Build customer profiles based on lifestyles and preferences. With all of the data being collected today, we can generate huge insight into a consumer’s likes and dislikes. By building detailed consumer profiles, we massively increase the chances of success for any targeted marketing. Previously, companies had access to only the data they owned, i.e. consumers visiting their channels, sites and apps, however third-party data on your consumers is becoming much more readily available. For example, app measurement and ad company Flurry’s ‘Personas’ product is able to collect data on consumers across 400,000 apps from different companies on over 1.2 billion devices to identify detailed personas and segment groups for real-time ad targeting purposes. By building detailed customer profiles based on data from multiple apps, companies can improve sales by 2.5 times.
Anticipate customer needs and respond in real-time/at the right-time. While understanding consumer preferences and needs is valuable, it is even more profitable to anticipate these needs and be proactive. With reductions in delivery times, an emerging 24/7 culture and one-click ordering, it has never been easier for consumers to buy and expect instant gratification. To stay with the competition, it’s no longer good enough to wait for the consumer to make the buying decision, you must cultivate the need and be there at the right moment to collect (or even place) the order and fulfil. For example, Amazon has been ahead of the game with its anticipatory shipping patent. Amazon is focused on predicting intention based on previous searches and purchases, wish lists, and how long the user's cursor hovers over an item online. With the intention understood, Amazon can confidently ship products to nearby distribution centres, before the consumer has even clicked to buy, and potentially even to the customer’s doorstep in the future.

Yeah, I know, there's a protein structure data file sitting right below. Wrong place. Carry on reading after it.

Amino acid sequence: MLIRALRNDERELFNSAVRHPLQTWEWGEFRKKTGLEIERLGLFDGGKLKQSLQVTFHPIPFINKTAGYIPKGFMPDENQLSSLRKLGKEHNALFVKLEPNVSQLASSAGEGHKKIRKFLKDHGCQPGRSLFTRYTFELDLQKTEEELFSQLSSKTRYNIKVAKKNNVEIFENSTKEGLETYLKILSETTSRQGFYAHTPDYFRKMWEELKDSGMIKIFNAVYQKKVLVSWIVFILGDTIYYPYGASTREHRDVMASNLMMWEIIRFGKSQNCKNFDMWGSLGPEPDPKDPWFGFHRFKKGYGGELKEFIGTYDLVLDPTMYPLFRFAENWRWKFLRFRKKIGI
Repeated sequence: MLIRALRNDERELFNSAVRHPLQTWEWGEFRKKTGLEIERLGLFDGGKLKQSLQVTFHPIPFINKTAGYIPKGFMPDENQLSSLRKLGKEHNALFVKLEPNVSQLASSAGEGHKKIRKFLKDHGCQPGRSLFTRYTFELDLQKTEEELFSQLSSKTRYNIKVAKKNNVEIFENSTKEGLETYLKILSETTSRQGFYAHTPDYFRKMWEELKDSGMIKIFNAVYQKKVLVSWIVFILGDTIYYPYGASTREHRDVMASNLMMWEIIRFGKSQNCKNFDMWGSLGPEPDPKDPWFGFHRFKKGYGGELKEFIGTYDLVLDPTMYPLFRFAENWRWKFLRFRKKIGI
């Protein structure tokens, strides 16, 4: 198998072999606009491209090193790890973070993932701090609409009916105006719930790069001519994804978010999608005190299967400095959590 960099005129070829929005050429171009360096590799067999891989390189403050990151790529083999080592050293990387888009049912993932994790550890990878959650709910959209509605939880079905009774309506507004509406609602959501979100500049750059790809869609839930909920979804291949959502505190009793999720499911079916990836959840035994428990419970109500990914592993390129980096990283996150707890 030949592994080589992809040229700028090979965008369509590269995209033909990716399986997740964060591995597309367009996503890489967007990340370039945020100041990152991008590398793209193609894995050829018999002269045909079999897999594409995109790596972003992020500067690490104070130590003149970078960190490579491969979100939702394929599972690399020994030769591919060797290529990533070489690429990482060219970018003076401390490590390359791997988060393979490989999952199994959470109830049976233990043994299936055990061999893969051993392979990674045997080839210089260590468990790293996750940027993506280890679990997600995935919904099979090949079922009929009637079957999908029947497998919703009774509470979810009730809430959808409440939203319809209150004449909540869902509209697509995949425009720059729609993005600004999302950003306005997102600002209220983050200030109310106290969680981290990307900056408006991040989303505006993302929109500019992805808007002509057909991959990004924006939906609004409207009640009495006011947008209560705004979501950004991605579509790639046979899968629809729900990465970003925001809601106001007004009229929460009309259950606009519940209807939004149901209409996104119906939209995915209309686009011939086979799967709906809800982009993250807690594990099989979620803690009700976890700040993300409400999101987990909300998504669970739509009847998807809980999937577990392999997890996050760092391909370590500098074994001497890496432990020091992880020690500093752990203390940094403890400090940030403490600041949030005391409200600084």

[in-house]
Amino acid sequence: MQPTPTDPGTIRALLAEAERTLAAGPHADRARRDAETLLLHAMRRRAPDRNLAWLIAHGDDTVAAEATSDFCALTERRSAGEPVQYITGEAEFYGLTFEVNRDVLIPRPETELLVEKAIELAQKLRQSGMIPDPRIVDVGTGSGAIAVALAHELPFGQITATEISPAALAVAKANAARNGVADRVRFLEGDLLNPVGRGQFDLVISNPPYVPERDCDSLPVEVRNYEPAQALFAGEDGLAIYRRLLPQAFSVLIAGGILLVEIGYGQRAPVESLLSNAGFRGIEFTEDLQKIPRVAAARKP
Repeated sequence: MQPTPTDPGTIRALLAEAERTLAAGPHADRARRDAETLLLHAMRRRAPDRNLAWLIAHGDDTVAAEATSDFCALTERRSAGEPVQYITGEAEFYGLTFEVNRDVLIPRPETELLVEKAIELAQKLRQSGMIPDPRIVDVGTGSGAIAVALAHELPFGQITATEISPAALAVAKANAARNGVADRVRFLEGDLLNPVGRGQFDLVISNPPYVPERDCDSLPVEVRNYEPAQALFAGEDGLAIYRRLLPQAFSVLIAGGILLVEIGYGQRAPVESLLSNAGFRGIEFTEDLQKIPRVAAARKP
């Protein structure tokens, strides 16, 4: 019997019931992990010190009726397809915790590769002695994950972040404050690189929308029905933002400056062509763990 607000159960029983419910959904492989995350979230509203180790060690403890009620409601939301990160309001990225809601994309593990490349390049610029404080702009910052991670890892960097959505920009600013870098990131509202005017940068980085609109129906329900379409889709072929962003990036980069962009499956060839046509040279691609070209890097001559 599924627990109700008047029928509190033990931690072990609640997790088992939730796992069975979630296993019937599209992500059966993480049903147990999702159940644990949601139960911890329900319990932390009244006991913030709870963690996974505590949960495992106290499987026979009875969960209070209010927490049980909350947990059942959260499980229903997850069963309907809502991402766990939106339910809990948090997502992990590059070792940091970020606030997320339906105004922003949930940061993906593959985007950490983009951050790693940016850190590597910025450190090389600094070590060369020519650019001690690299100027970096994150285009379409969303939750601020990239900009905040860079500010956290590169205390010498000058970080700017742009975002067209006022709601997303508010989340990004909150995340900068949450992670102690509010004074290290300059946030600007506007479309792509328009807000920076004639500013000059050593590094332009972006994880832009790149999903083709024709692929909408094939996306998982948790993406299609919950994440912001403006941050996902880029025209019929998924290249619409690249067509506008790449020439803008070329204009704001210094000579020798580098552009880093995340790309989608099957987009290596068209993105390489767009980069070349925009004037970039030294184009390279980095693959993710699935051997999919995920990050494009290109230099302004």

Recognise the huge brand influence of friends, family and peers. Research shows that we’re 10 times more likely to take recommendations from family, friends and peers, than we are business recommendations. Reviews and positive experiences are everything in today’s consumer-driven environment. This is why marketing budgets on social media are increasing, with some projections indicating 22% of marketing budgets may be spent on social media in the next five years. With platforms like Facebook and Instagram algorithmically prioritising peer content, it is important for marketers to consider how they will be part of the conversation and elicit active endorsement from key social media influencers and networks of connections.